Often times, literary works can easily distinguish between a good character or an evil character. Other times, a character can be very complex, which makes it difficult to characterize the character as good or evil. This complex character complex is known as Moral Ambiguity. In other words, readers are discouraged from identifying a character as purely good or evil. One particular character that can be views as morally ambiguous is a woman named Edna Pontellier.
The Pursue of Security In Passing, Larsen explores the options African American women had and the choices they made in 1920s. The novel’s plot delves into the relationship between Irene Redfield, the protagonist, and Clare Kendry, who is, arguably, the novel’s antagonist. Larsen uses race to highlight her characters’ need to pursue social security through marriage and friendship. Larson identifies Irene as a mother, a Black woman, a wife, but one striking identification remains exceptional: “American” (367). Larsen emphasizes Irene’s need for a permanent residency that she can identify with.
It is often said that a new definition of a woman arose in the 1920s. But is that true? While most women experienced many newfound freedoms in the 1920s, black women could not explore these freedoms as easily as white women. In the novel Passing by Nella Larsen, Irene Redfield and Clare Kendry grew up in Chicago together and are now both two wives and mothers in New York City during the 1920s, but there is a big difference between them. The novel’s title refers to light-skinned black women masquerading as white women for social benefits.
Black women are treated less than because of their ascribed traits, their gender and race, and are often dehumanized and belittled throughout the movie. They are treated like slaves and are seen as easily disposable. There are several moments throughout the film that show the racial, gender, and class inequalities. These moments also show exploitation and opportunity hoarding. The Help also explains historical context of the inequality that occurred during that time period.
Irene's marriage with Brian Redfield is empty and unfulfilling. Brian resents Irene because she was the reason why he could not be where he wanted to be, which has led to discomfort and arguments throughout their marriage. Brian very much wanted to be in Brazil, but Irene insisted upon him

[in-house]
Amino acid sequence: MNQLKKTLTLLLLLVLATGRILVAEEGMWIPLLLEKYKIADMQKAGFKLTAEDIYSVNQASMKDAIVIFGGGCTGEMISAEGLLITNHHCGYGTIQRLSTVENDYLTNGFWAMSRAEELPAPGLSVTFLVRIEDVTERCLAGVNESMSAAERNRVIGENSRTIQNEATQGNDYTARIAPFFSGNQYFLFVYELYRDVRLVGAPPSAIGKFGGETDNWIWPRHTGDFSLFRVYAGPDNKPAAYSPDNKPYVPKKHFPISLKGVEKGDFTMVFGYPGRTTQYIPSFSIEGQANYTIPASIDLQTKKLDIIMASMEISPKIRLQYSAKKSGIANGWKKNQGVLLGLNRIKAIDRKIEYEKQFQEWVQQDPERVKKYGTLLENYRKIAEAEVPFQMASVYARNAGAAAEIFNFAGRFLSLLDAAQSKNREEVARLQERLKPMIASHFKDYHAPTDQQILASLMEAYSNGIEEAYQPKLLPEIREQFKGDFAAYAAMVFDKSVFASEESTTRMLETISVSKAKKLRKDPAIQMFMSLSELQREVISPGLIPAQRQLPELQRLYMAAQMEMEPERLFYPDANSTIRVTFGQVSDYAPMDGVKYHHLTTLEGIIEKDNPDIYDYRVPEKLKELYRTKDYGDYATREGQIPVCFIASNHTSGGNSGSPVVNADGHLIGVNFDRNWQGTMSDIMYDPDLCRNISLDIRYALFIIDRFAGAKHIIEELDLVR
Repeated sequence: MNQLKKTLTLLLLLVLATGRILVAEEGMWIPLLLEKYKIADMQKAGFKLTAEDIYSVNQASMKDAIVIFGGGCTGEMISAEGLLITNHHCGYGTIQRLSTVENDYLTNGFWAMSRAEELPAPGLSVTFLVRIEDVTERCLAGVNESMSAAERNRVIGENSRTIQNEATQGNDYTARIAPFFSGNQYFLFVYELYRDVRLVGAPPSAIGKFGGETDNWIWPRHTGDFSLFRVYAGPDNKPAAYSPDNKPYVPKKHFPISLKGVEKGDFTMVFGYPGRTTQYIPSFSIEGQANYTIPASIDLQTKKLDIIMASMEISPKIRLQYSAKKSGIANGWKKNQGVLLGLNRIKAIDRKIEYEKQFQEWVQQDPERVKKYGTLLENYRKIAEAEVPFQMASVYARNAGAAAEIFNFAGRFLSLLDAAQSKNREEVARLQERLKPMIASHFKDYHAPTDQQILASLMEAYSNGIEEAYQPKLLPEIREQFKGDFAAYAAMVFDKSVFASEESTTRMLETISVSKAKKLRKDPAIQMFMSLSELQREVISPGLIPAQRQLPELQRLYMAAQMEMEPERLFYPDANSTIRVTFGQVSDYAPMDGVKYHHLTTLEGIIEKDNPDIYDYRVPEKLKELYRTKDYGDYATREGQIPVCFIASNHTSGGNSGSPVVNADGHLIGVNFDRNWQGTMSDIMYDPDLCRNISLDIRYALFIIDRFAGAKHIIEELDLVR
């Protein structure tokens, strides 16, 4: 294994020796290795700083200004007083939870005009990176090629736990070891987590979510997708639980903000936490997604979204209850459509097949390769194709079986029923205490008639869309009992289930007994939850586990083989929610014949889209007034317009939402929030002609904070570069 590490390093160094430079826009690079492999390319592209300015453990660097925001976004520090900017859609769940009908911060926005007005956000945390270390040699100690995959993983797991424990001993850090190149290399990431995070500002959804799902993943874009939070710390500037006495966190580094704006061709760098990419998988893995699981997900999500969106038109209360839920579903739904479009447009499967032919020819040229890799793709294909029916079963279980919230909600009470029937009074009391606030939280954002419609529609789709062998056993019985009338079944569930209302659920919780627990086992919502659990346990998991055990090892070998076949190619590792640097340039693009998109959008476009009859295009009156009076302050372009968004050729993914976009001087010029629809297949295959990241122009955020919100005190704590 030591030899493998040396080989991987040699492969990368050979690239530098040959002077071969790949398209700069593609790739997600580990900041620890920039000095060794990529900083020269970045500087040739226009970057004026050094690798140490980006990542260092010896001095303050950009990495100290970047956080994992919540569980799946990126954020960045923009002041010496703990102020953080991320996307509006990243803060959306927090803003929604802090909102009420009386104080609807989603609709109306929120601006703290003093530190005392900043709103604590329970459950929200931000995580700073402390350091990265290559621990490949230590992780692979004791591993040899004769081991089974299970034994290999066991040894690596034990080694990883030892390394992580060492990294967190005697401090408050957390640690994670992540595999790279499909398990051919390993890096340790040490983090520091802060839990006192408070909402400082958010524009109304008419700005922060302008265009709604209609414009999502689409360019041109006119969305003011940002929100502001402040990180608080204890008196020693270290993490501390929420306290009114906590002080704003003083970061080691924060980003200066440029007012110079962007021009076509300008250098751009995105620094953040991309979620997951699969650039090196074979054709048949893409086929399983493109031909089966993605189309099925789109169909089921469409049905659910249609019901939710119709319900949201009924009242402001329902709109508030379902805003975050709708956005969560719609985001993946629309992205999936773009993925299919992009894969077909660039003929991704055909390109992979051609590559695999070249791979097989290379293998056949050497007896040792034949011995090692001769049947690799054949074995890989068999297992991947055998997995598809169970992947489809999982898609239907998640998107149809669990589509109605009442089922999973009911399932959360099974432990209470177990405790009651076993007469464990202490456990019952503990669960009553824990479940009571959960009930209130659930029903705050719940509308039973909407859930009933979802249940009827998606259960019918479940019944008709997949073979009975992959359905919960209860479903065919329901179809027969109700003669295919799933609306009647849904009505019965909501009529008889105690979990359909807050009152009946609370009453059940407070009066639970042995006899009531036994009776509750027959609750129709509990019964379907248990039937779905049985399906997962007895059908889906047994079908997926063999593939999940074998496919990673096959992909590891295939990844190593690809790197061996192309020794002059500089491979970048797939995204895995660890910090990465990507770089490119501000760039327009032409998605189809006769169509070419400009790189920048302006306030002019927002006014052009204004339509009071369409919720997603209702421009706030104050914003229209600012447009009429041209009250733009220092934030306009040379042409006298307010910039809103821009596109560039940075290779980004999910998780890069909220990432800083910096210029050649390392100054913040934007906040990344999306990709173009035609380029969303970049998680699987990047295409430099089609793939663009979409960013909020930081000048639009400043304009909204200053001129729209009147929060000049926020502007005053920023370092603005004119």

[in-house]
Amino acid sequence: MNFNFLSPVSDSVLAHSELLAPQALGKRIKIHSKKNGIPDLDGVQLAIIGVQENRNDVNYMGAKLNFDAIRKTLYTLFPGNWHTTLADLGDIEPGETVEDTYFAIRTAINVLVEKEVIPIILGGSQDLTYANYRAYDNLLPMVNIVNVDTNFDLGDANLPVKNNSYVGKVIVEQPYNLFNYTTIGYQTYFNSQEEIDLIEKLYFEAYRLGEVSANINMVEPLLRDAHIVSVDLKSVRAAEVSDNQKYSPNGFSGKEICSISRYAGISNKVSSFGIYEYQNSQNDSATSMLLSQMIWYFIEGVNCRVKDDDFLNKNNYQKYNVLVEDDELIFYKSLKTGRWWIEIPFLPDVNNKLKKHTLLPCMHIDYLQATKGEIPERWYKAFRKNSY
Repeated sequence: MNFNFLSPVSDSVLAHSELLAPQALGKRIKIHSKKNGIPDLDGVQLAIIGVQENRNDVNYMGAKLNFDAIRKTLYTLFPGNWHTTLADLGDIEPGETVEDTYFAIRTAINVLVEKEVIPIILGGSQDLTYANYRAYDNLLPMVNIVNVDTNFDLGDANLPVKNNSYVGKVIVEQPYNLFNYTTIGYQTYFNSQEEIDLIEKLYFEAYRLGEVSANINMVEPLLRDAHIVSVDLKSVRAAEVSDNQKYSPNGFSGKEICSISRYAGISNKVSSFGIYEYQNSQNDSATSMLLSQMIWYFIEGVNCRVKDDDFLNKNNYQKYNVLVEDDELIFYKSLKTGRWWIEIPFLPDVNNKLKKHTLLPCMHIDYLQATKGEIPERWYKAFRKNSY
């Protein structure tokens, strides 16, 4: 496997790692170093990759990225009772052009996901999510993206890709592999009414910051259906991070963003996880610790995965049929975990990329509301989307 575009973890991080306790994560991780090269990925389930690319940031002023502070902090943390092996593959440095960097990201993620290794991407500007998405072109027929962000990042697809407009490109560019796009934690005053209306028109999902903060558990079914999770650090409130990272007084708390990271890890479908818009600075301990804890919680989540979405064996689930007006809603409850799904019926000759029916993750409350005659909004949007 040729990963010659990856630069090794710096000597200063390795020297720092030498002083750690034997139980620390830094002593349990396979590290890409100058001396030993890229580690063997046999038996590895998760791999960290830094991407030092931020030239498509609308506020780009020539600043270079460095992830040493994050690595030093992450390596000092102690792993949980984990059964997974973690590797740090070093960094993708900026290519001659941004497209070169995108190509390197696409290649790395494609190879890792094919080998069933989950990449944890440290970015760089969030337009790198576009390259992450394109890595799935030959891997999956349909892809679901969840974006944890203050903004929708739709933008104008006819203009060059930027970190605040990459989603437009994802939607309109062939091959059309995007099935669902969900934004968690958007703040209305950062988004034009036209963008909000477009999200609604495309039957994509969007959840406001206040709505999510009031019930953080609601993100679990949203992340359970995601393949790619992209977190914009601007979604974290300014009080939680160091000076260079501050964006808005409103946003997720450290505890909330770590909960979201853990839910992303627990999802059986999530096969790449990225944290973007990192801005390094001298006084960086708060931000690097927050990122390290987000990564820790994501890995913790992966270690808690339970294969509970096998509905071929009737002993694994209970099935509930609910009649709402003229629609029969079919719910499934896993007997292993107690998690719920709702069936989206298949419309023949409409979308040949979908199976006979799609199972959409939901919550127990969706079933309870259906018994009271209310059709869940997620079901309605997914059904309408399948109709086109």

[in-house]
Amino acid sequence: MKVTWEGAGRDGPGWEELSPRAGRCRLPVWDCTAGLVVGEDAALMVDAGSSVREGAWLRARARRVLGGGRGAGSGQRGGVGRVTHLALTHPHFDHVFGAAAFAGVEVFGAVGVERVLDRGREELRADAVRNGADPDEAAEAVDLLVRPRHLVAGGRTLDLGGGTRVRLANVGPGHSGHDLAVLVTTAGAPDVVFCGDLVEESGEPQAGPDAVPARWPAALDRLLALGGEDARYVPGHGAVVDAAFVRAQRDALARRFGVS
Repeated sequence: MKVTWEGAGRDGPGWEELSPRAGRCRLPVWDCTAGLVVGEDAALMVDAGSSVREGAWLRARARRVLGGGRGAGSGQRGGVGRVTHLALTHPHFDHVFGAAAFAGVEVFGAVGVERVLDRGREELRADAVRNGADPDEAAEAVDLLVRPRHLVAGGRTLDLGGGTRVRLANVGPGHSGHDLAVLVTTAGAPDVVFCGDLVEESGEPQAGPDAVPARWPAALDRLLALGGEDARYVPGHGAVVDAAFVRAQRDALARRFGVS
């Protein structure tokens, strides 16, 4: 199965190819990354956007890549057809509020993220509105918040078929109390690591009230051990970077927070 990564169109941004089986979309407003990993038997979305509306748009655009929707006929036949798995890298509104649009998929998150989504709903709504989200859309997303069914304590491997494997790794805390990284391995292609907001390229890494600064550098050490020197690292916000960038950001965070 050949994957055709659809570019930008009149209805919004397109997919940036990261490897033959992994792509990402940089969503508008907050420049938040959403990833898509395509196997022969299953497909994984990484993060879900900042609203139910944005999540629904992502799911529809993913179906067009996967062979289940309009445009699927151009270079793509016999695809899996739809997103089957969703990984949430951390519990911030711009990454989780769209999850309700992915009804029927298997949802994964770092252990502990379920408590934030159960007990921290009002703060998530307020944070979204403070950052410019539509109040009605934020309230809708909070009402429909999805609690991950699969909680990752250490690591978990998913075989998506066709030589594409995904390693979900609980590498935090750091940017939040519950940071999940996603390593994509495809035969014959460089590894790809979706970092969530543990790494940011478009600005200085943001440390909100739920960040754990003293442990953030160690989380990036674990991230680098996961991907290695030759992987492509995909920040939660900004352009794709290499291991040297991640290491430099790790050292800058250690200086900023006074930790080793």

A constant comparison and contrast between Maggie and Dee is prominent structural feature of the narrative. This structural strategy helps in conceptualizing the plurality of female experience within the same milieu. This strategy encapsulates another dimension of womanism, viz. , womanism refuses to treat black woman as a homogeneous monolith. Unlike feminist position, womanism is sensitive to change with time.
She was influenced by the ideologies of women’s liberation movements and she speaks as a Black woman in a world that still undervalues the voice of the Black woman. Her novels especially lend themselves to feminist readings because of the ways in which they challenge the cultural norms of gender, slavery, race, and class. In addition to that, Morrison novels discuss the experiences of the oppressed black minorities in isolated communities. The dominant white culture disables the development of healthy African-American women self image and also she pictures the harsh conditions of black women, without separating them from the oppressed situation of the whole minority. In fact, slavery is an ancient and heinous institution which had adverse effects on the sufferers at both the physical as well as psychological levels.